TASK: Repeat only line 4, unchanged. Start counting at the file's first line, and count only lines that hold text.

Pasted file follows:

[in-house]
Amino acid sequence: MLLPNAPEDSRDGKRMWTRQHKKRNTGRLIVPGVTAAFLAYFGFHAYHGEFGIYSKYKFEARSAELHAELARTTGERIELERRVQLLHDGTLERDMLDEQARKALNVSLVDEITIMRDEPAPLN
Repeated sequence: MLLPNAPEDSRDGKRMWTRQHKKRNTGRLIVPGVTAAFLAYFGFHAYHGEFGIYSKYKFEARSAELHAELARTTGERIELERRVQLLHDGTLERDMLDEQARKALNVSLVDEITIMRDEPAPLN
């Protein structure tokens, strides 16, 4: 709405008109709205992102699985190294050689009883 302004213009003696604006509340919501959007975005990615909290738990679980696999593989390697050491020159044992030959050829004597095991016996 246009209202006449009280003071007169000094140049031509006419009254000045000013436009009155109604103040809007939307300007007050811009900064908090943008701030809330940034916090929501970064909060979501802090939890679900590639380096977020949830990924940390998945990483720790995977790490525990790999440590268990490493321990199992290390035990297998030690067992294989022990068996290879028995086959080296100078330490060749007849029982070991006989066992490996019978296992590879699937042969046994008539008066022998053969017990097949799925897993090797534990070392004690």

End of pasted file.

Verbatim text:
């Protein structure tokens, strides 16, 4: 709405008109709205992102699985190294050689009883 302004213009003696604006509340919501959007975005990615909290738990679980696999593989390697050491020159044992030959050829004597095991016996 246009209202006449009280003071007169000094140049031509006419009254000045000013436009009155109604103040809007939307300007007050811009900064908090943008701030809330940034916090929501970064909060979501802090939890679900590639380096977020949830990924940390998945990483720790995977790490525990790999440590268990490493321990199992290390035990297998030690067992294989022990068996290879028995086959080296100078330490060749007849029982070991006989066992490996019978296992590879699937042969046994008539008066022998053969017990097949799925897993090797534990070392004690």